Invasive earthworms are reshaping our forests, raising concerns among climate scientists

Invasive earthworms
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A slow-motion invasion has been occurring beneath our feet for the past 300 years. Year after year, a swarm of invasive earthworms has silently burrowed their way through the leaf litter of our forests, grasslands, and private gardens.

Although earthworms are useful for growing food, research indicates that they are causing damage to our forests and may be contributing to climate change. The majority of North America is devoid of earthworms. A massive ice sheet blanketed the northern portion of the North American continent until around 10,000 years ago. According to scientists, it wiped out any earthworms that may have been in the area prior to the previous glacier.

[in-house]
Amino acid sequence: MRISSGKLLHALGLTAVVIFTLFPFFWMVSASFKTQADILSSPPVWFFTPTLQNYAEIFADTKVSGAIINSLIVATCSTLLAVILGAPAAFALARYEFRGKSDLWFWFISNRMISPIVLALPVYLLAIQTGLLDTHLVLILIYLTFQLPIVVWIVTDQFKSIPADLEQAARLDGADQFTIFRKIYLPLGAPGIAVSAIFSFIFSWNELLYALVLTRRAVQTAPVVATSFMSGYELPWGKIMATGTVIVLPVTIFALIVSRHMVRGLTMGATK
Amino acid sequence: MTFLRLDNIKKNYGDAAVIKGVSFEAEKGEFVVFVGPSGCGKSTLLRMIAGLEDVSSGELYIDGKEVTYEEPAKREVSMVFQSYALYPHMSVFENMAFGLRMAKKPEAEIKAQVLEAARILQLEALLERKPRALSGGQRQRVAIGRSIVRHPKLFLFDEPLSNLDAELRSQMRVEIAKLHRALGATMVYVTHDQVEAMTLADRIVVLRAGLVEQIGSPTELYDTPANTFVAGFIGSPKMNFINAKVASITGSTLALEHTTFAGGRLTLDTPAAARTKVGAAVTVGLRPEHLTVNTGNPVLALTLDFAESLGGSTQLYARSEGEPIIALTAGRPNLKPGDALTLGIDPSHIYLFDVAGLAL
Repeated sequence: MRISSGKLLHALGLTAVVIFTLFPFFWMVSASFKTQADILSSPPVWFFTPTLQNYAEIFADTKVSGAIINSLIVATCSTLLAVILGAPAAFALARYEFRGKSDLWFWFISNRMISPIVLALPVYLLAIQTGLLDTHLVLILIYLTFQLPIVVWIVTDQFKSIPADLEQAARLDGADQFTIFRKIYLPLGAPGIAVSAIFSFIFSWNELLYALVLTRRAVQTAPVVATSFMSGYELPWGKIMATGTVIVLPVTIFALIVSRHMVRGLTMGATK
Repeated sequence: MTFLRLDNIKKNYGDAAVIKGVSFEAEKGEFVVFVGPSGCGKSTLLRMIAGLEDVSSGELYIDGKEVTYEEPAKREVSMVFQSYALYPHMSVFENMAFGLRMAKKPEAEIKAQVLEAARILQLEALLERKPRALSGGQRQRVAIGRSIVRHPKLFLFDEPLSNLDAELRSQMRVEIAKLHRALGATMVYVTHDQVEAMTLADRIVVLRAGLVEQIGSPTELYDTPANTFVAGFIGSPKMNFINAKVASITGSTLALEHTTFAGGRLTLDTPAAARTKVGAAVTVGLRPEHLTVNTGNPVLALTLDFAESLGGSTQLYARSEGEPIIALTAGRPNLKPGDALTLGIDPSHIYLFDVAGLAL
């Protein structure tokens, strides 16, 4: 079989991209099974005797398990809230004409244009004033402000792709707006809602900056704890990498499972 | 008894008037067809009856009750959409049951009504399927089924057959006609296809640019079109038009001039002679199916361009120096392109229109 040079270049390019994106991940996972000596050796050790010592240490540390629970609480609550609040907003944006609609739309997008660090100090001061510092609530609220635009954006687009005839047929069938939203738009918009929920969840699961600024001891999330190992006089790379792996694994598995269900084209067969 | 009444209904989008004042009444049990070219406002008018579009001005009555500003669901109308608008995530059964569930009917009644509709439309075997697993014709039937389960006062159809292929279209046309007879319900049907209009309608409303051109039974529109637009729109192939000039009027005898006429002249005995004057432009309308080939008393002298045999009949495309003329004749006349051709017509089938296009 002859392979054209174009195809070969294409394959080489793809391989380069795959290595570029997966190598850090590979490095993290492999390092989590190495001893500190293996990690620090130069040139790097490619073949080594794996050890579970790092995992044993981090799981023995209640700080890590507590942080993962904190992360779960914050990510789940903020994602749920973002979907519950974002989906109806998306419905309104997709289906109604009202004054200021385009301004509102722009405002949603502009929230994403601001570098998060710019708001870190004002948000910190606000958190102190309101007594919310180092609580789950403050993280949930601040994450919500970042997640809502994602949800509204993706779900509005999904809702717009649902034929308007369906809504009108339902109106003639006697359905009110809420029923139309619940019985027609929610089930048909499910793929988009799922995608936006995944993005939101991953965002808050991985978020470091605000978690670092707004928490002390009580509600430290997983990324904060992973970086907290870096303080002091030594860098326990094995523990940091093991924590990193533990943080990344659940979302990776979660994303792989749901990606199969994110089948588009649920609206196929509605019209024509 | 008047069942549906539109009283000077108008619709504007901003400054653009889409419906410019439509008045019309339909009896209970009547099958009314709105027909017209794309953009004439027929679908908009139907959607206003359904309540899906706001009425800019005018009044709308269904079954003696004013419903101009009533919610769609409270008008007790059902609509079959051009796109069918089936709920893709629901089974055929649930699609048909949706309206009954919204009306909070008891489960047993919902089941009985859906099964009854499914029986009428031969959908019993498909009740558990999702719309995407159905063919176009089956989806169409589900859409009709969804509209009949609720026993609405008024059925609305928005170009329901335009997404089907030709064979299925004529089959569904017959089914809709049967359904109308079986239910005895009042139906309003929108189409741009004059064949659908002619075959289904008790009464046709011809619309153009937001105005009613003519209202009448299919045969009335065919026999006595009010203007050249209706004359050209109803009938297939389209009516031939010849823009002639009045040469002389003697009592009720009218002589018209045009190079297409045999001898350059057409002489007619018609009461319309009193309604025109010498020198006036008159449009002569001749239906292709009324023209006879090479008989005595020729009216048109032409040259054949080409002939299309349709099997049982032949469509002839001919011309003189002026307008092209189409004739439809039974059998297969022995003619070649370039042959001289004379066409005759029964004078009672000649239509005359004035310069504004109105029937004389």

With the arrival of European settlers in the 18th century, earthworms were reintroduced to North America. According to Michael McTavish, a postdoctoral research researcher at the University of Toronto who specializes in the ecology of non-native earthworms, Canada today has more than 30 species of non-native earthworms.

“Earthworms affect everything from the decomposition of organic matter to nutrient cycling, carbon storage, and how water travels through [the soil] by physically modifying the soil environment,” McTavish explained. “They basically have a general impact on everything.”

Although they are commonly thought of as helpful gardeners, they can be a startling destructive force in other areas.